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October 13, 2015

Book Notes - David Hinton "I Ching"

I Ching

In the Book Notes series, authors create and discuss a music playlist that relates in some way to their recently published book.

Previous contributors include Bret Easton Ellis, Kate Christensen, Kevin Brockmeier, T.C. Boyle, Dana Spiotta, Amy Bloom, Aimee Bender, Jesmyn Ward, Heidi Julavits, Hari Kunzru, and many others.

David Hinton's new translation of the I Ching takes a poetic approach rather than academic, and reveals the beauty of its language.

Open Letters Monthly wrote of the book:

"Hinton’s translation of the ancient glosses on the various hexagrams of the I Ching are clear and often quite lovely ('At rest in obstruction, a great sage finds good fortune. Is he lost, is he lost? He’s tethered always to the mulberry burgeoning from seed,' and so forth), but the best part of his I Ching, for non-cleromancers, will be the subtle and energetic ways he understands the text's deeper ways of changing its readers:"

Stream a playlist of these songs at Spotify.

In his own words, here is David Hinton's Book Notes music playlist for his translation of I Ching:

My most recent book is a radically new translation of the I Ching: literary and poetic, rather than scholarly and full of lengthy commentaries. I Ching translates directly as The Classic of Change, and it is the ur-text of Chinese spiritual philosophy: Taoism and Ch'an (Zen) Buddhism. Though it's over 3,000 years old, it describes the universe in a way that is remarkably consistent with modern science: as a female, generative organism, an ongoing process of transformation in which individual things are born, evolve through their lives, die, and then become the material for the new birth of other things. This includes, by the way, our mental processes. Change, then, as the fundamental nature of reality (both subjective and objective): hence, The Classic (I) of Change (Ching). By consulting the I Ching you find your place in the ongoing transformation of things, as well as a philosophical attitude that will serve you best in moving forward. So, reading or consulting the book is an experience of consciousness woven into the Cosmos, into the spontaneous unfolding of creation.

Translating this worldview I sometimes thought of Beethoven's 5th Piano Concerto, that transition where the quiet second movement falls into silence and the piano begins inventing the third movement. You can hear creation happening there, slow and tentative, music growing back out of the silence, until suddenly the third movement explodes into existence. I also listened to Mahler's symphonies, especially 1 and 5, that often feel to me like vast cosmological processes, material evolving through one form after another, an ongoing process of creation. This organic process of transformation is sometimes slow, sometimes dramatic and surprising—and throughout it is suffused with the pressure of wildness or even chaos. This is probably a perverse way of hearing the achingly romantic Mahler, but it may grow out of inhabiting that generative worldview found in the I Ching: a worldview that sees the Cosmos whole, the larger process to which our human drama belong.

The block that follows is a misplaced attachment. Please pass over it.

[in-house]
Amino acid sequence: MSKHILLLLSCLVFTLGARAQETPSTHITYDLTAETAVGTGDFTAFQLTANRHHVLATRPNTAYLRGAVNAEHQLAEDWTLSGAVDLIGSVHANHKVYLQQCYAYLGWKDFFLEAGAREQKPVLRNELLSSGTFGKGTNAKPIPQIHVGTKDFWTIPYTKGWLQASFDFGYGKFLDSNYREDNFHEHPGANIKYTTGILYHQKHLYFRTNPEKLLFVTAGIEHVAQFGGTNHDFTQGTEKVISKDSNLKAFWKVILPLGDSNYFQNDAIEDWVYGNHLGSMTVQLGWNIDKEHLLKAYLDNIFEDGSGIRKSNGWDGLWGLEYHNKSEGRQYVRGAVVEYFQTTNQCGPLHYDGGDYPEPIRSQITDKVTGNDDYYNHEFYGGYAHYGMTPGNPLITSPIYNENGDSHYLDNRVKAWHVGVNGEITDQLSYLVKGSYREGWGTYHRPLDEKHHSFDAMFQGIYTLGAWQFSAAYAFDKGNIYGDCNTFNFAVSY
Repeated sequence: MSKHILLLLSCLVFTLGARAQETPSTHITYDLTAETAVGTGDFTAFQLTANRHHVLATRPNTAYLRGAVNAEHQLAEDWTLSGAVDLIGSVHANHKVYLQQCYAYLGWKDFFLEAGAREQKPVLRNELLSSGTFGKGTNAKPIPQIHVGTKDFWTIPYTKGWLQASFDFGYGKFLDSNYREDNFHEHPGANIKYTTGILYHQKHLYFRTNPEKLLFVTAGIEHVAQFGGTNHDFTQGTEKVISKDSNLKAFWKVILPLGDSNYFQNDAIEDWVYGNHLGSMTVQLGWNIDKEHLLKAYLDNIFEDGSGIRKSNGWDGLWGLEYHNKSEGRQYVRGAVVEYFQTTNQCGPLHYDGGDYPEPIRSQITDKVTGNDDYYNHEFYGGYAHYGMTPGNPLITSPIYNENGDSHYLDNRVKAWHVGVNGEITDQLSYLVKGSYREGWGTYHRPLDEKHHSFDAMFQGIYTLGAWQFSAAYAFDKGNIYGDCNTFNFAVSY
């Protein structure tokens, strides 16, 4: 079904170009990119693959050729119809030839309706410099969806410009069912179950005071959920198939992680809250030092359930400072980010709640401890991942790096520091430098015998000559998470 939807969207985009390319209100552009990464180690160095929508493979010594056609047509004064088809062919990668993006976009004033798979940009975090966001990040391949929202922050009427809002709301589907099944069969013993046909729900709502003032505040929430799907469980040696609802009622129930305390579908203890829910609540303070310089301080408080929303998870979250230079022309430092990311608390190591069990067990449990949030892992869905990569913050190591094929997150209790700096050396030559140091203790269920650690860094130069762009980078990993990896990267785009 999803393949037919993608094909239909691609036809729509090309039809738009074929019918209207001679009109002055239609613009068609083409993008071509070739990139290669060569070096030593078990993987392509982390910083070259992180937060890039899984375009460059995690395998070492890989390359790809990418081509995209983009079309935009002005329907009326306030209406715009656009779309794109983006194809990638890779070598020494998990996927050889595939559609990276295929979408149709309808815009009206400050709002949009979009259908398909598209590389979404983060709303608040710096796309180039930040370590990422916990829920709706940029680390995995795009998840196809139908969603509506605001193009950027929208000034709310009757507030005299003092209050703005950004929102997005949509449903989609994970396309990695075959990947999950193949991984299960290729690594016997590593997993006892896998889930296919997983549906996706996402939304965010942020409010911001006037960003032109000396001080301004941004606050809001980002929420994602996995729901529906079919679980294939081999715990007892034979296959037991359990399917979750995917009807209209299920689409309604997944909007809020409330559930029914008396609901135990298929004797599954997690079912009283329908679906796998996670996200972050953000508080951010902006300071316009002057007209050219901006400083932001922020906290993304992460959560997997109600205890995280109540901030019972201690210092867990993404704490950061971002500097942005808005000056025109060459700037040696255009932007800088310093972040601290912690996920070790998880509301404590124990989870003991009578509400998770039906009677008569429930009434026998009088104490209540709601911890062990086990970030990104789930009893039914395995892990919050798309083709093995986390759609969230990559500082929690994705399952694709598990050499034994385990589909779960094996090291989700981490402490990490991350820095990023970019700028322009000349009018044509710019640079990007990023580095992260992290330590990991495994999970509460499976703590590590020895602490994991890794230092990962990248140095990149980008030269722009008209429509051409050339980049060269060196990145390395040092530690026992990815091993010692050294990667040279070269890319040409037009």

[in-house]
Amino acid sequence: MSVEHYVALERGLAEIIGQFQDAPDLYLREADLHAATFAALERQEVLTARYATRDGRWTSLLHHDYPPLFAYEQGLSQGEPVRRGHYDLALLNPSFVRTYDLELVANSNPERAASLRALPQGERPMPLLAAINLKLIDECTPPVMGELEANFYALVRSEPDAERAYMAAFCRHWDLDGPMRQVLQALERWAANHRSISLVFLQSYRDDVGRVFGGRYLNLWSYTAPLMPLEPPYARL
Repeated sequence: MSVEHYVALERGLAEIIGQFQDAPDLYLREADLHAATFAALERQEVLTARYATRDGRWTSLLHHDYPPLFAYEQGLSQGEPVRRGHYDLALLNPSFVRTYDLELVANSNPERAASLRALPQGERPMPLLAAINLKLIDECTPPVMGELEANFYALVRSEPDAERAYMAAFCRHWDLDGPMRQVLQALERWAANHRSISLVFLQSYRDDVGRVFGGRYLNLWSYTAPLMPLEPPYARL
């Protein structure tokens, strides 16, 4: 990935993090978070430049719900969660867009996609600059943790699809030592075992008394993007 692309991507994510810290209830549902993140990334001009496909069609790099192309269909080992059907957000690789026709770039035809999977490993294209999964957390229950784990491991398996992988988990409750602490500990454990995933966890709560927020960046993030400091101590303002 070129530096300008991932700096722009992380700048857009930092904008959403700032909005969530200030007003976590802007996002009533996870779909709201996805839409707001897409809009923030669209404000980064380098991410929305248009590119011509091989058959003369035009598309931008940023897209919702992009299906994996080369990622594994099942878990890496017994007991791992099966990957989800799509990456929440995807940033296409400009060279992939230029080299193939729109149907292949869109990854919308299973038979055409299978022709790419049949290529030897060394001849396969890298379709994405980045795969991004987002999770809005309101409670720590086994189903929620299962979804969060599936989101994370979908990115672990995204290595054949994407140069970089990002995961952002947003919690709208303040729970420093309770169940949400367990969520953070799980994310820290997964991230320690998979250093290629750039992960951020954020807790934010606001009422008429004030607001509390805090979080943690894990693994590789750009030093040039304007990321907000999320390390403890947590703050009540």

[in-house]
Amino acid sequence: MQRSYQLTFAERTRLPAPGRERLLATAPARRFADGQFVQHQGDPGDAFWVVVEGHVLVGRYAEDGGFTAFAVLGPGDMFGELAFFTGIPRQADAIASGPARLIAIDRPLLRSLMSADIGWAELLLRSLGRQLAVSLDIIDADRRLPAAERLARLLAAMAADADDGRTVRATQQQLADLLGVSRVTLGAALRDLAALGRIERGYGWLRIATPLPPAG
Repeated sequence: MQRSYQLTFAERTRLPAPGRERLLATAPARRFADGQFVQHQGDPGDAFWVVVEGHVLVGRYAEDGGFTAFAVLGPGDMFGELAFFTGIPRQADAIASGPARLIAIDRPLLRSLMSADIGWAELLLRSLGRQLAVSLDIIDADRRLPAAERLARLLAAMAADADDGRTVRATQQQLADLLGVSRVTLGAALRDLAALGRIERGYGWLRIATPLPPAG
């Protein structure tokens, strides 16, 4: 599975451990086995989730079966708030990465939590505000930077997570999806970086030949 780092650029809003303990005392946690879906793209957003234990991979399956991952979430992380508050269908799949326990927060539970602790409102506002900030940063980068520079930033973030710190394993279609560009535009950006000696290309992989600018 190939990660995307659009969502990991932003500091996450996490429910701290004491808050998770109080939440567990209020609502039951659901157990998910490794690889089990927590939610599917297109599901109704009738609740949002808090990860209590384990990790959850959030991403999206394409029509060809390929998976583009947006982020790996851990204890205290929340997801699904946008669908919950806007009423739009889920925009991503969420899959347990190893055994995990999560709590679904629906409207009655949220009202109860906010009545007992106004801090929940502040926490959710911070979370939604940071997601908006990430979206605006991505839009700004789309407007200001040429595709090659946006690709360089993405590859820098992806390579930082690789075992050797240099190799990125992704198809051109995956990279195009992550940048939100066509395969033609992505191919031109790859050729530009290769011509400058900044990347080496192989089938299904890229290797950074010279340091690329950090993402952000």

But primarily, I listened almost obsessively to the improvisational music of Keith Jarrett. Jarrett has produced acres of exquisite music. Remarkable enough, but he adds a new dimension: the adventure of creative unfolding, that same generative unfolding that is described as the fundamental nature of reality in the I Ching and the tradition of Taoist /Ch'an spirituality that followed. This takes the form of improvisation, which is of course central to jazz; but in Jarrett it happens on a vast scale, and it's so compelling and original that it seems more like spontaneous composition. I listen to his trio music most, but this cosmology of spontaneous creation is most famously apparent in his huge solo concerts. The almost embarassingly famous Koln Concert, for instance, which begins with a four-note phrase borrowed from the warning bells used at the Koln Opera to announce the beginning of a performance. If you turn up the volume for the first 30 seconds, as Jarrett repeats the phrase and begins altering it, you can hear muffled laughter in the audience; and from there, twenty-six minutes of music unfurls. The magic is that in listening you participate in the adventure, always there on the edge of creation, wondering what will come next, how it could possibly keep unfurling (sometimes boring and sometimes breathtaking), how it could possibly be so wondrous. And isn't that how the Cosmos is for us: unfurling through days and nights, seasons and years, life and death and birth, ideas and continents drifting through one form after another, species extinction and creation; stars dying in nebular explosions and forming again from the leftover dust?

David Hinton and I Ching links:

the author's website
the author's Wikipedia entry
excerpt from the book

Open Letters Monthly review

The Sun interview with the author

also at Largehearted Boy:

Book Notes (2015 - ) (authors create music playlists for their book)
Book Notes (2012 - 2014) (authors create music playlists for their book)
Book Notes (2005 - 2011) (authors create music playlists for their book)
my 11 favorite Book Notes playlist essays

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